Ex-police chief: No return to 'good old days', no 'informal' relations, a 'more honourable press'

The former media lead for the Association of Chief Police Officers said last night that there will be no return to the “good old days” of “informal” relations between police and the press.

Andy Trotter, who retired last year from his ACPO role and as chief constable of the British Transport Police, ruled out the possibility of any conversations with the media that are not “on the record”.

He described the days when journalists and police officers could talk over a pint as “perfectly wrong” and said that a “proper” journalism code of ethics being put in place is “long overdue, so we can have a much more honourable press and a more honourable public service where people don’t pass on things they shouldn’t”.

Trotter was also critical of the way Press Gazette’s Save Our Sources campaign has used the “facts” surrounding the Regulation of Investigatory Powers Act, although he agreed with the resultant law change, which now requires forces to seek judicial approval before obtaining journalistic phone records.

Asked by Press Gazette whether the British Transport Police was among the 19 forces to have used RIPA to secretly obtain the phone records of journalists in the last three years – as revealed by the Interception of Communications Commissioner’s Office (IOCCO) report – Trotter said he did not know but that it was “unlikely”.

He also said that police forces rejecting Freedom of Information requests from Press Gazette about RIPA as “vexatious” was the wrong response and that they should say: “We don’t answer questions on that, because otherwise every villain would be making an FoI to find out whether they’ve been looked at.”

He was speaking on a City University and Press Gazette panel event, which also featured Guardian editor Alan Rusbridger, the National Union of Journalists general secretary Michelle Stanistreet and Sir David Omand, former director of GCHQ.

Chaired by Press Gazette editor Dominic Ponsford, it addressed the question: "Journalists, surveillance and the police: How can the secret state learn to live with the fourth estate?"

“I was the national lead for police and media for about seven years, and one of my objectives was to have an open and proper relationship… not so much with the media, but with the public,” he said.

“I think a vigorous free press is absolutely vital: One that holds power to account, one that does listen to genuine whistleblowers, allows the opportunity to raise matters they feel they cannot raise through official sources is absolutely right.

“And to have our vigorous, somewhat disorderly British media, is… something that no one would want to threaten in any way.”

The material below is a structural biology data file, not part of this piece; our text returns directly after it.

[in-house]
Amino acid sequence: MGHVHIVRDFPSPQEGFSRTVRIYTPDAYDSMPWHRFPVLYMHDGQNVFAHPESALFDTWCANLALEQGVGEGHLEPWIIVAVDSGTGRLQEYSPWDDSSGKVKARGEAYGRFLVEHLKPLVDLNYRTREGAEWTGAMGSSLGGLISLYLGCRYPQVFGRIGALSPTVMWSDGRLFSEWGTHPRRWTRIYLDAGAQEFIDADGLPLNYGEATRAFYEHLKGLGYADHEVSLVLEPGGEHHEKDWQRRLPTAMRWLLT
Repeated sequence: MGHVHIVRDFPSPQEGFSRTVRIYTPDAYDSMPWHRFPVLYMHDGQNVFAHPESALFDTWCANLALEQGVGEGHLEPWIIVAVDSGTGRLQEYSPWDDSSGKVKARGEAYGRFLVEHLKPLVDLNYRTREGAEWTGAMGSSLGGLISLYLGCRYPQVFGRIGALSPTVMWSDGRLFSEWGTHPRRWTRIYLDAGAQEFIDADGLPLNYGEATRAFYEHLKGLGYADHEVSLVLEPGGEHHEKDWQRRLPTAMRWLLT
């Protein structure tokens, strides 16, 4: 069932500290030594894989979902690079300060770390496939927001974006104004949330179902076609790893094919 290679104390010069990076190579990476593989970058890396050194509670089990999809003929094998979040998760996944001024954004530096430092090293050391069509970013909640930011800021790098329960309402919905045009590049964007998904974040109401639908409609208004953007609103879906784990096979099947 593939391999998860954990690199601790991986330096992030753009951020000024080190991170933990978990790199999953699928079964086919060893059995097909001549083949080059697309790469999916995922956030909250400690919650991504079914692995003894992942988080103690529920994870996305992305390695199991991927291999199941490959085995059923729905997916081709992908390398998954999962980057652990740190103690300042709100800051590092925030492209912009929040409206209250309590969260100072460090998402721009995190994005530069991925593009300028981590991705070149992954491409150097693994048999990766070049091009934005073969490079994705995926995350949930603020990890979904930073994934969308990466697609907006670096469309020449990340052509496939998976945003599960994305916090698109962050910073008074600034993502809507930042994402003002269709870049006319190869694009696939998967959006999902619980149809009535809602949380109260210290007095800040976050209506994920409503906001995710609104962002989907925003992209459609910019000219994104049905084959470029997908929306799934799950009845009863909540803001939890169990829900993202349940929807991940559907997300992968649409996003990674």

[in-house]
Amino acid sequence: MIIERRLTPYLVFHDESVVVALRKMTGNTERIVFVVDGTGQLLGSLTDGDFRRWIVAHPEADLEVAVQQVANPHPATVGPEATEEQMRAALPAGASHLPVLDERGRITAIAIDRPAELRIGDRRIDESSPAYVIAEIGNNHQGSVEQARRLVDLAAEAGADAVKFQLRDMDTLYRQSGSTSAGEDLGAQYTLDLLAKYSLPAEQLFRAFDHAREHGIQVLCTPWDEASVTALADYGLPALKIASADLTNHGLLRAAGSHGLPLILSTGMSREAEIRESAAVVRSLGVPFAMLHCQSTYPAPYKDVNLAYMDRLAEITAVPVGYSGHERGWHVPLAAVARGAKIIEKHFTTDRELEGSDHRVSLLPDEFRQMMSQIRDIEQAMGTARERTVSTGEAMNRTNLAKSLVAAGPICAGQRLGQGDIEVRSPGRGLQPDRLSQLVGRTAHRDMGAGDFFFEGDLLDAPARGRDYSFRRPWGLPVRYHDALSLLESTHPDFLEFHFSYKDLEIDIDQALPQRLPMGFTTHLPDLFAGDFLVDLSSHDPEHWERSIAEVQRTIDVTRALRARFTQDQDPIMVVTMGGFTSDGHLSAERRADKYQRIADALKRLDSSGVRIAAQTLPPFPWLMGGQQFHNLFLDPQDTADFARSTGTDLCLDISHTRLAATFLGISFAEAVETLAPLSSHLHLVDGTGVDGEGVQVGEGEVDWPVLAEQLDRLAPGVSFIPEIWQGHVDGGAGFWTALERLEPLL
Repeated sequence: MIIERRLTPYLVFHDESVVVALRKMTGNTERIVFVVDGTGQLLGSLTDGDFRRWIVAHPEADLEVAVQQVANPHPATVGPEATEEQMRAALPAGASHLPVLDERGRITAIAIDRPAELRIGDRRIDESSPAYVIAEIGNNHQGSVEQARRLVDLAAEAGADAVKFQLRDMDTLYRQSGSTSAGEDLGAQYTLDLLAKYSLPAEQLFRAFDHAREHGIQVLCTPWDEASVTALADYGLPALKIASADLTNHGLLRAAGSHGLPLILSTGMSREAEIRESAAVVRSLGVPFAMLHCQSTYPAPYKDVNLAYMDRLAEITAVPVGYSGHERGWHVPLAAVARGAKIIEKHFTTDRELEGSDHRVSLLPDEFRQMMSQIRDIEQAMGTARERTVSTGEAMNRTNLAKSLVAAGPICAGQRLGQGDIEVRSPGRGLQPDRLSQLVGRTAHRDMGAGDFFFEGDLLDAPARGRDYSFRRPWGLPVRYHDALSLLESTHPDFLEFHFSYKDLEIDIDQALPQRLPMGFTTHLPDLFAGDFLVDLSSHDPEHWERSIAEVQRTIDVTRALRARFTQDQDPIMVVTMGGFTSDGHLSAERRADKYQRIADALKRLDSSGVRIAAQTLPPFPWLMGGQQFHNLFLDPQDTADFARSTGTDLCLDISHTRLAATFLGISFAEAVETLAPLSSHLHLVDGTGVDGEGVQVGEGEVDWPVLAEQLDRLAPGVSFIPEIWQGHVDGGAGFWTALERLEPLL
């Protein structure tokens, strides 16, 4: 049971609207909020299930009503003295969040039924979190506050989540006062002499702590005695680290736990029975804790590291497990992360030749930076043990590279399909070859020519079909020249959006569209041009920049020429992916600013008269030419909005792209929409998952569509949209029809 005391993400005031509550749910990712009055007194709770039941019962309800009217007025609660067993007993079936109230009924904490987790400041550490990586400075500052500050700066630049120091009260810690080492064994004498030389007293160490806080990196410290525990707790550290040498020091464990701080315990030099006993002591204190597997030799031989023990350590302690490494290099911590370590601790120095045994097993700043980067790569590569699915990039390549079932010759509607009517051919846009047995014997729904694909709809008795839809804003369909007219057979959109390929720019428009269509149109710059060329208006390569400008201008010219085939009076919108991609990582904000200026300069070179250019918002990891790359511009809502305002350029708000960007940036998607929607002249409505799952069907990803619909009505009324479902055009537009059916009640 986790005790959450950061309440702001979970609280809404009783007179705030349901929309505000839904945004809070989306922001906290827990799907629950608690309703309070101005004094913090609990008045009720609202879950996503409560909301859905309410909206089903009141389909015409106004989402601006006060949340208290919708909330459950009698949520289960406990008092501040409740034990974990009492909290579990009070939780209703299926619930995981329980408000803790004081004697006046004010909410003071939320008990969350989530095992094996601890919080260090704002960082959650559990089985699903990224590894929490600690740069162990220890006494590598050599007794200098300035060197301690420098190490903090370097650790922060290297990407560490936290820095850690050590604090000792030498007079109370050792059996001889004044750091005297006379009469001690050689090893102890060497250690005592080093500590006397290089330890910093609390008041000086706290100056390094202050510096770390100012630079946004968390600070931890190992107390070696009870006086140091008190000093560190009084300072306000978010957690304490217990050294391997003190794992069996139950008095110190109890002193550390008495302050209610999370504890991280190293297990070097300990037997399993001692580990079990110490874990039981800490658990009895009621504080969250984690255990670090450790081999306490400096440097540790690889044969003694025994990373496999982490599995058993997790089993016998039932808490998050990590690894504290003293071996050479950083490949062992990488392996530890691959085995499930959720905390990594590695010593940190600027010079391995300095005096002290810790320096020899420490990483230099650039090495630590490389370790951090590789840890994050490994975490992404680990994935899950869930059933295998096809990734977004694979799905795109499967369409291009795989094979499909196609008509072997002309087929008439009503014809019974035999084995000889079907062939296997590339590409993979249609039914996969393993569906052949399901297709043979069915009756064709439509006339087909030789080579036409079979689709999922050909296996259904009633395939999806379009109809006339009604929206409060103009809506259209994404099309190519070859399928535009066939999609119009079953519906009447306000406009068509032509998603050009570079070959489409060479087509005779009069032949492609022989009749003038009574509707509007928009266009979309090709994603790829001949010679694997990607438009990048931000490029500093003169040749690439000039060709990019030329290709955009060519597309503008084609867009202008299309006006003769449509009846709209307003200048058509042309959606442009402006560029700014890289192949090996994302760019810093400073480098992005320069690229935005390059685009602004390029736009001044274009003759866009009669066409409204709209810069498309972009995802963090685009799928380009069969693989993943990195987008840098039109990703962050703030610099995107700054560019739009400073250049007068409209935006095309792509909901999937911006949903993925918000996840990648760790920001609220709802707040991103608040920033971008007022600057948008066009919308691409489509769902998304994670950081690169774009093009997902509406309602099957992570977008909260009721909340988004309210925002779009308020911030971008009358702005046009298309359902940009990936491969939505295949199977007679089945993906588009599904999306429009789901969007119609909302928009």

He added: “But we mustn’t forget that actually the media quite like secrecy too. One of the things that quite interested me… in discussions with journalists is that they want to go back to the good old days, they want to go back to the days when they could have a hole-in-the-wall discussion with detectives over a pint – maybe for some money, maybe not – and have their own sources to pass things on.

“Now, those days were perfectly wrong. And there’s no way we should ever wish to go back to those, or those sorts of relationships.

“And I sought, post-Leveson and pre-Leveson, to have policy, national guidance, that encouraged on the record discussions with people from a named source, so we knew who was talking about this matter. Not people passing on your confidential data to a journalist, not someone leaking… a VIP’s address to the media… not passing on information that should never have been passed into the public domain – not whistleblowers at all, but people passing on matters that relate to individual investigations, which they should not have been passing on.”

Trotter said that “of course” journalists enjoy leaks from government sources. “You’ll often see something that says ‘sources close to’ a certain minister, and things such as that. And the media love that: ‘sources close to the Home Secretary’ or ‘senior Home Office officials say’," Trotter said.

“This is a conspiracy between a journalist and these leakers, who are paid out of the public purse, to pass on [information].

“Now, I can’t control them, but what I could do is give guidance to the police: that if this is a matter that should be discussed in public then let’s certainly do so. But let’s do it from a named source, a named individual – and no more hole-in-the-wall conversations with journalists.

“Bribing public officials is wrong, accepting bribes from journalists is wrong, and we should certainly be against that. Hacking people’s phones is wrong. Journalists listening to people’s private conversations is wrong. Those things ought to be investigated, and should be investigated.

“It’s not good enough to then say this is not something too terribly serious – I think it is serious. And these things should be investigated seriously. I hope that through these series of trials, I hope that people have learnt their lesson, I hope that public officials have learnt their lesson – that they should not be leaking people’s private details.

“And let’s not forget, some of these things are the tawdry details of people’s private lives… a lot of this is about pretty poor practice. And I think some sort of proper code of ethics for journalists is long overdue, so we can have a much more honourable press and a more honourable public service where people don’t pass on things they shouldn’t. “